Hewlett Packard Enterprise, the Texas Advanced Computing Center, NTT and a Japanese government agency have teamed up on ‘Hikari,’ which they call the world’s first solar powered supercomputer.
In actuality, Hikari - which is being used to calculate biology applications to help solve the Zika epidemic - on average used renewable sources for more than 30 percent of its power, and managed 100 percent during some daylight hours.
Marvel at DC power
The University of Texas supercomputer was created in a partnership between TACC, HPE, NTT Facilities and the New Energy and Industrial Technology Development Organization (NEDO) of Japan as part of a demonstration project to show off the potential of High Voltage Direct Current (HVDC) data centers.
“Because the solar panels are wired directly to the computer, Hikari runs basically on free energy, in the most efficient and sustainable way,” Nic Dube, CTO for HPC at Hewlett Packard Enterprise, said.
“If you look at the dashboard for Hikari, you can see that the real-time energy performance of this system outperforms any other platform on the planet.”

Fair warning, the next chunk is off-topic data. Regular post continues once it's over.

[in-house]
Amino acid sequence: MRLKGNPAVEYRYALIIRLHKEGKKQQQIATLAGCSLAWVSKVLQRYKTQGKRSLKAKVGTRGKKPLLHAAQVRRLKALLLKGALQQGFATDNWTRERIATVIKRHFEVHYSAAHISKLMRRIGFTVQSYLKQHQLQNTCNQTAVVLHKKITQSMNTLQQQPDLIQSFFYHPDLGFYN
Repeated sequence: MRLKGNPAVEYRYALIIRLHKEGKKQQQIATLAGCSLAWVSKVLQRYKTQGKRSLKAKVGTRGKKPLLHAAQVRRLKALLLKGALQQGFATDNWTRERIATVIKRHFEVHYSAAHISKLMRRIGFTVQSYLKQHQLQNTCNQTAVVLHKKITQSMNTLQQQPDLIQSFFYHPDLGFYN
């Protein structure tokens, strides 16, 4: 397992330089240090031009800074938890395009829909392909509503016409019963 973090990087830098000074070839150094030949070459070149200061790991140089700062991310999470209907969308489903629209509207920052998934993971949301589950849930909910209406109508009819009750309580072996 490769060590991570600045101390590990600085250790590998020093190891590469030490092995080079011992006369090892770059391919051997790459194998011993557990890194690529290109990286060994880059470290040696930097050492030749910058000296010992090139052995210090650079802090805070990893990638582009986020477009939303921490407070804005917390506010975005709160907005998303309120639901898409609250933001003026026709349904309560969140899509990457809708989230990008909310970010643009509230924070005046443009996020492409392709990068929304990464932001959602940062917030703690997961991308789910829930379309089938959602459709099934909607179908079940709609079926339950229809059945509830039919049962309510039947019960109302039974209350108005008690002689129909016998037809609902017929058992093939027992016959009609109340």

The supercomputer uses HPE’s Apollo 8000 warm water cooled server, along with DC battery systems, DC air-conditioning and DC lighting that uses about 200,000 watts of DC power.
Dube added that as the photovoltaic array is high-voltage DC source that provides power straight to a high-voltage DC computer there is no energy lost on AC-DC conversion.
“During the day, energy produced by the solar system feeds straight into the computer. At nighttime, when the PV array does not create energy, the Apollo system switches to an AC-based grid. It’s the best of both worlds,” Dube said.
Dan Stanzione, executive director at the Texas Advanced Computing Center, said that Hikari is a large-scale experiment to run a production-scale data center entirely on DC power.
“We were looking at how to incorporate HVDC in the most efficient water-cooled racks on the planet (Apollo 8000) and how to incorporate renewables. The plan is to provide real evidence at a production scale to help improve data centers for years to come.”
The team is currently working on measuring DC power and the amount of power saved from HDVC distribution system.